In a previous article I wrote about The Biggest Mistake You Can Make in Managing Your Wide Area Network Budget: waiting too long to negotiate a new agreement. While it's true that time can be the biggest risk factor in managing your wide area network's cost, the are also important levers that can be maximized with the right strategy. The combination of optimizing your timeline and maximizing your leverage with the best practices in this article will help you to ensure the best possible deal you can achieve on your own.

Have a Plan

This may seem a bit trite for some of you, but many organizations truly do not adequately plan their wide area network procurements. Some organizations are more technologically and operationally focused and others simply address the spend on an as needed basis (i.e. when contracts expire). Irrespective, there are some fundamentals that everyone should make sure they understand and are prepared to address. You must know your term, commitments, and your technology road map or WAN future vision. Carriers nowadays often try to get multiple commitment hooks into their customers during the contract process. They want circuit or service commitments, i.e. you will keep a service for a given period of time or else pay an early termination charge. They want a minimum revenue commitment such as a monthly, yearly, or term revenue quota that you must hit or pay a shortfall charge accordingly, and in many cases, they want a mix: you will commit to spend a certain number of dollars for certain services or basket of services throughout the contract period. No matter how successful or unsuccessful you may have been at combating some of these carrier practices during your most recent contract negotiation, you need to be extremely familiar with these commitments and be certain you understand how they may be favorable or unfavorable to you in order to identify and develop your negotiation position.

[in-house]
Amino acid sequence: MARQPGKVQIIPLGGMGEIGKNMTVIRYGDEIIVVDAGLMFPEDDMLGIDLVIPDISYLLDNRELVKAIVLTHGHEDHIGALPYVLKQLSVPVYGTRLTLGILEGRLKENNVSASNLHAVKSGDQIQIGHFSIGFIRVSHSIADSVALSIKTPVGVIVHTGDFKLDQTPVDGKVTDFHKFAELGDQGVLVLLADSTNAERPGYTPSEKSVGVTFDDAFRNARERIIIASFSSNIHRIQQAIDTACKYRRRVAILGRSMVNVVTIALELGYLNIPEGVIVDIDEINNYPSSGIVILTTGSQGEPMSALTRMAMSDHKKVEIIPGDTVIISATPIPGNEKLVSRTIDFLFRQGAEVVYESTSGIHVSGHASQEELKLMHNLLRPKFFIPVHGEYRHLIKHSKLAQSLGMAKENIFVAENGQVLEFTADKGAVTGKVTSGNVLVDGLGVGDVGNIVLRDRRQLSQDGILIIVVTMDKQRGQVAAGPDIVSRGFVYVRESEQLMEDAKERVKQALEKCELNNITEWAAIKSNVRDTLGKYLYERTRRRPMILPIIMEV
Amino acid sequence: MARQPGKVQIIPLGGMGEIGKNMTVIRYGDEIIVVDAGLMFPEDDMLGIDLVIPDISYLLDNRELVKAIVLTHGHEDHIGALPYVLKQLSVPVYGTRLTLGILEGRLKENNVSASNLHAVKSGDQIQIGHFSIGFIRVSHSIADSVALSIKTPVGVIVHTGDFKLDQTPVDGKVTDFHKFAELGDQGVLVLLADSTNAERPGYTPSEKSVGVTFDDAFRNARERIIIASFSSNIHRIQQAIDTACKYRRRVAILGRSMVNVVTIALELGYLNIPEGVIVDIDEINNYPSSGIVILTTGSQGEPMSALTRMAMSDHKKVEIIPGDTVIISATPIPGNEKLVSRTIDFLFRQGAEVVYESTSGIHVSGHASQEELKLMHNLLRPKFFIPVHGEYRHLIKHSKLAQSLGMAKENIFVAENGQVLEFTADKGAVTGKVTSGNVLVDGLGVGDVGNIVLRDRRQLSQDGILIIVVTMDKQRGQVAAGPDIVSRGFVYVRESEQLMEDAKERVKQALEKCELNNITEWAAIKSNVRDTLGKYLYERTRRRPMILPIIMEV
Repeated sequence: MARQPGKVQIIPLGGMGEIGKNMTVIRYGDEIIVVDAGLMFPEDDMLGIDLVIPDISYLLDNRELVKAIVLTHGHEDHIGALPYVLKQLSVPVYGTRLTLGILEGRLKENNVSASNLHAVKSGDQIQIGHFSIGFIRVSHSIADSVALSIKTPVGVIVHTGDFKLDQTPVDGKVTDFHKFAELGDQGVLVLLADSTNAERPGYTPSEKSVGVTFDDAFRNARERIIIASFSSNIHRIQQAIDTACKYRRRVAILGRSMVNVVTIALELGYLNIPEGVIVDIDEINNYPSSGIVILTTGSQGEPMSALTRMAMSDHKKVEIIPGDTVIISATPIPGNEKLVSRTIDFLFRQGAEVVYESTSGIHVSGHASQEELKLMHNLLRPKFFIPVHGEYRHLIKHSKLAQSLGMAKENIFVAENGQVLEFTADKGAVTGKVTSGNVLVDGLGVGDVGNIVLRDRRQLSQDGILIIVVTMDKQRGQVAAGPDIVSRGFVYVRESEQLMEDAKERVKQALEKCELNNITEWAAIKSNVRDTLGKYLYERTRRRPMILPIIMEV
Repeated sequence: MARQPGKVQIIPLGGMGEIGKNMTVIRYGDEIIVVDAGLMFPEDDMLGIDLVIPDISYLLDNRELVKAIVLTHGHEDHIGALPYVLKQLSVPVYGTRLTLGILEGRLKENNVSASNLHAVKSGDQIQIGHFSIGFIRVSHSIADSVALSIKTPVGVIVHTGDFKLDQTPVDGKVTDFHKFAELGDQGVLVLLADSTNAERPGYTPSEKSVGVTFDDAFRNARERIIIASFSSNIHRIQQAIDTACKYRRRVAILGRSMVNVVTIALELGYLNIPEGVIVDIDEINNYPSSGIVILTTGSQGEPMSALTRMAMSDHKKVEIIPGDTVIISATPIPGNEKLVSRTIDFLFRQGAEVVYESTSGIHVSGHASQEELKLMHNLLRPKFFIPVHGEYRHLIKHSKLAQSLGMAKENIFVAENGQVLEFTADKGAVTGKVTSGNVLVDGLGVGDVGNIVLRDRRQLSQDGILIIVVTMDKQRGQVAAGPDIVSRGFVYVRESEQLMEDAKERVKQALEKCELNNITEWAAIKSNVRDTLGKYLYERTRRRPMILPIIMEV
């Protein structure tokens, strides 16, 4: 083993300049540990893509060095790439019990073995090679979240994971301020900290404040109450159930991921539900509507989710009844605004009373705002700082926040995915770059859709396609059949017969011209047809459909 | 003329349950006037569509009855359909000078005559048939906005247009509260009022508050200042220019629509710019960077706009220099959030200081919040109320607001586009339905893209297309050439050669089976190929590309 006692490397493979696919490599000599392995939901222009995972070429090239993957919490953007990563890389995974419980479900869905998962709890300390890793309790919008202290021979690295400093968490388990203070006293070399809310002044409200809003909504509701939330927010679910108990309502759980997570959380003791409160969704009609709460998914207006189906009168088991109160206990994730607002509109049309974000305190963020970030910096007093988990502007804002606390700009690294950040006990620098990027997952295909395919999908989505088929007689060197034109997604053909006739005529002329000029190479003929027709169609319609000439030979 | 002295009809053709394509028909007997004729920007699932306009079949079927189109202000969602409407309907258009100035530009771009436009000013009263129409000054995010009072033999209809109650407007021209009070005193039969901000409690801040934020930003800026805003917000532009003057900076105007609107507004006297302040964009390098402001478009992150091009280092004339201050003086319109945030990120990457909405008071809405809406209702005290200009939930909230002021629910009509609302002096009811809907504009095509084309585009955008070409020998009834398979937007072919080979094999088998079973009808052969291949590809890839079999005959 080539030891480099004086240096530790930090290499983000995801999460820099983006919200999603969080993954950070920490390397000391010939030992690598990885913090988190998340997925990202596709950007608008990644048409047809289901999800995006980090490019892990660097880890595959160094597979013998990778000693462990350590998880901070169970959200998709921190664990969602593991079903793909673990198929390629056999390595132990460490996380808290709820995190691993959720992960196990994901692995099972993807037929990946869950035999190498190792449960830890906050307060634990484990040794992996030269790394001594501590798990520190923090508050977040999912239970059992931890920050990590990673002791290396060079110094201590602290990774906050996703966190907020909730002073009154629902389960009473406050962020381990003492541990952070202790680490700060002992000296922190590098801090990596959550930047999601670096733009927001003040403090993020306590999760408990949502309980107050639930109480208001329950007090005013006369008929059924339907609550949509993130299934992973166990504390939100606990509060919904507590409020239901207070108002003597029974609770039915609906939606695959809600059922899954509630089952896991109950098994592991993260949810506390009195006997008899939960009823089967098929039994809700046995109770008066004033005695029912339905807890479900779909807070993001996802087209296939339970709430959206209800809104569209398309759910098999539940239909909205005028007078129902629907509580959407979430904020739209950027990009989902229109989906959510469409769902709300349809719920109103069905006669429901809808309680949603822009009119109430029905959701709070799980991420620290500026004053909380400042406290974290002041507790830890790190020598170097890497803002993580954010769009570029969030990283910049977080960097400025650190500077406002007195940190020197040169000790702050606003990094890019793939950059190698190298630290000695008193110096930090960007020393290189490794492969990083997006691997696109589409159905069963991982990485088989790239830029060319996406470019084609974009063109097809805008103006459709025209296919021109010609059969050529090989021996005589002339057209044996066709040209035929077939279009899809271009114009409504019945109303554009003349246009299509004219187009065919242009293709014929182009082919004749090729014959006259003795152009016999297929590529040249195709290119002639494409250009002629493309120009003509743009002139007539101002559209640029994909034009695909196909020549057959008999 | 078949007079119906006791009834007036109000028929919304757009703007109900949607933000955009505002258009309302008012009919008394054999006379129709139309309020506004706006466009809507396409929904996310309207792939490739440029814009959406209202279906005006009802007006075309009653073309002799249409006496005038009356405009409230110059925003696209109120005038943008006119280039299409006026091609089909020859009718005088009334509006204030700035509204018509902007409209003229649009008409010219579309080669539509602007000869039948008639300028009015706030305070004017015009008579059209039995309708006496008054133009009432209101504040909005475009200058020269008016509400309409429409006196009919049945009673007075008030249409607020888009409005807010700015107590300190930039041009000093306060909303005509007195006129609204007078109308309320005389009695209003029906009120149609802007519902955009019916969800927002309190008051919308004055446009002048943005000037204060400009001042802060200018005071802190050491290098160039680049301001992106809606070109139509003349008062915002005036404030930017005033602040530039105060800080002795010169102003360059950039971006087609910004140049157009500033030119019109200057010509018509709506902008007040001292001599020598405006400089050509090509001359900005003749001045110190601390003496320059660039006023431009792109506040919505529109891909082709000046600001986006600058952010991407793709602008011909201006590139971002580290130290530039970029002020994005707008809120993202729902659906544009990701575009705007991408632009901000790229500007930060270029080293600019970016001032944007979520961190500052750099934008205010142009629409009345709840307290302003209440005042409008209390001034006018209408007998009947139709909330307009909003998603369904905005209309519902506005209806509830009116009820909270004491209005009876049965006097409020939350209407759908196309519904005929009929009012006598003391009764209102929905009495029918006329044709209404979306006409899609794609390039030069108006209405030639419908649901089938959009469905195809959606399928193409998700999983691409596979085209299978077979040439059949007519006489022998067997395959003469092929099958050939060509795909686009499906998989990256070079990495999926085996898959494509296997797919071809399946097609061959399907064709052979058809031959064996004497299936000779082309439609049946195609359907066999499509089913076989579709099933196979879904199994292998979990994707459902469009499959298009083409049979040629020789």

Minimize Non-contractual Commitments and Integration

Beyond contractual commitments lie more subtle, implicit commitments to your carrier(s) of choice. As you seek to develop your negotiation position, you should be aware of any barriers to changing carriers. Examples would include significant head-end infrastructure builds that would be difficult, costly, and time consuming to replace, heavy network native SIP deployments, or 3rd party integrations (e.g. AWS, Azure, Salesforce, etc.). Of course there are trade-offs -it's much simpler and easier to manage things when there are fewer carriers involved, but you compromise your ability to change carriers so finding a balance is important.

Decrease Loyalty and Introduce Competition

Stemming off of the idea of diversifying where possible/reasonable without unnecessarily complicating your operation, consistently testing your primary incumbent carrier(s) by bidding elements of business is a great way to keep them honest and on their toes. Need to replace or introduce a new Internet circuit? Why not shop around? Need to connect a new location to your private network? Maybe a private line or VPN would suffice instead of an MPLS link. Allowing your incumbent to bid and lose some of these opportunities goes an extremely long way in making them realize your business is not a foregone conclusion.

Leave Yourself Time

If you take only one thing away from this blog it's that you need to leave yourself time. It takes time to develop a plan for a renewal or procurement. It also takes time to develop a future vision for your network. And most of all -and the carriers know this best- it takes a lot of time to rip out and replace what they have installed. The instant you cross the threshold of what can be reasonably accomplished before you come off contract, you lose an incredible amount of leverage in your negotiations.

Bring It Together

Taking advantage of these best practices will undoubtedly yield dividends in your new agreement with your incumbent or an alternate carrier. But don't mistake these ideas as something you do only when you're getting ready to go to market or begin a negotiation. You should be consistently revisiting and managing around these ideas and in doing so, managing and reducing cost will become less painful and yield better, more consistent results then scrambling to catch up each go around. Getting started is the hardest part, for help getting your arms around your spend and developing and executing a sourcing strategy that will result in more robust infrastructure at a lower cost, contact us at
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David Pastore

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